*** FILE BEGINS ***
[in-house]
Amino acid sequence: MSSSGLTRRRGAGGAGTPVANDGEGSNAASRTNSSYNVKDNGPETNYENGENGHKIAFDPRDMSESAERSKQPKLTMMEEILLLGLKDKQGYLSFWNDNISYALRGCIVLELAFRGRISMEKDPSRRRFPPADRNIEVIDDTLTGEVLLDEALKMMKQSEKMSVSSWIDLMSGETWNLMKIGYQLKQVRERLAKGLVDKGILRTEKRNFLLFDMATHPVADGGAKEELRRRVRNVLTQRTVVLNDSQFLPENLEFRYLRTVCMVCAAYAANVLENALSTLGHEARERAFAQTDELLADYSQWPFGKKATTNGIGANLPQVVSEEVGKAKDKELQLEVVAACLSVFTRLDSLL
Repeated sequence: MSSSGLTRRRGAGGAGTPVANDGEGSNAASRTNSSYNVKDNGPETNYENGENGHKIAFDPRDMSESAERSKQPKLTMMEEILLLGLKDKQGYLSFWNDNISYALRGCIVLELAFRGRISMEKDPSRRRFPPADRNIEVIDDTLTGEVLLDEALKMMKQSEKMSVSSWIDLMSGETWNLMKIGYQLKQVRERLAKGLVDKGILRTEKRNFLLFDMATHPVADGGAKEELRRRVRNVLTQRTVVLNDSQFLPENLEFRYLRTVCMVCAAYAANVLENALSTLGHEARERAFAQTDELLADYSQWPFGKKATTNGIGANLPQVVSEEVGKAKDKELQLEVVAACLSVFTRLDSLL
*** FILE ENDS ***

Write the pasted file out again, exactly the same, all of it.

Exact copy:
[in-house]
Amino acid sequence: MSSSGLTRRRGAGGAGTPVANDGEGSNAASRTNSSYNVKDNGPETNYENGENGHKIAFDPRDMSESAERSKQPKLTMMEEILLLGLKDKQGYLSFWNDNISYALRGCIVLELAFRGRISMEKDPSRRRFPPADRNIEVIDDTLTGEVLLDEALKMMKQSEKMSVSSWIDLMSGETWNLMKIGYQLKQVRERLAKGLVDKGILRTEKRNFLLFDMATHPVADGGAKEELRRRVRNVLTQRTVVLNDSQFLPENLEFRYLRTVCMVCAAYAANVLENALSTLGHEARERAFAQTDELLADYSQWPFGKKATTNGIGANLPQVVSEEVGKAKDKELQLEVVAACLSVFTRLDSLL
Repeated sequence: MSSSGLTRRRGAGGAGTPVANDGEGSNAASRTNSSYNVKDNGPETNYENGENGHKIAFDPRDMSESAERSKQPKLTMMEEILLLGLKDKQGYLSFWNDNISYALRGCIVLELAFRGRISMEKDPSRRRFPPADRNIEVIDDTLTGEVLLDEALKMMKQSEKMSVSSWIDLMSGETWNLMKIGYQLKQVRERLAKGLVDKGILRTEKRNFLLFDMATHPVADGGAKEELRRRVRNVLTQRTVVLNDSQFLPENLEFRYLRTVCMVCAAYAANVLENALSTLGHEARERAFAQTDELLADYSQWPFGKKATTNGIGANLPQVVSEEVGKAKDKELQLEVVAACLSVFTRLDSLL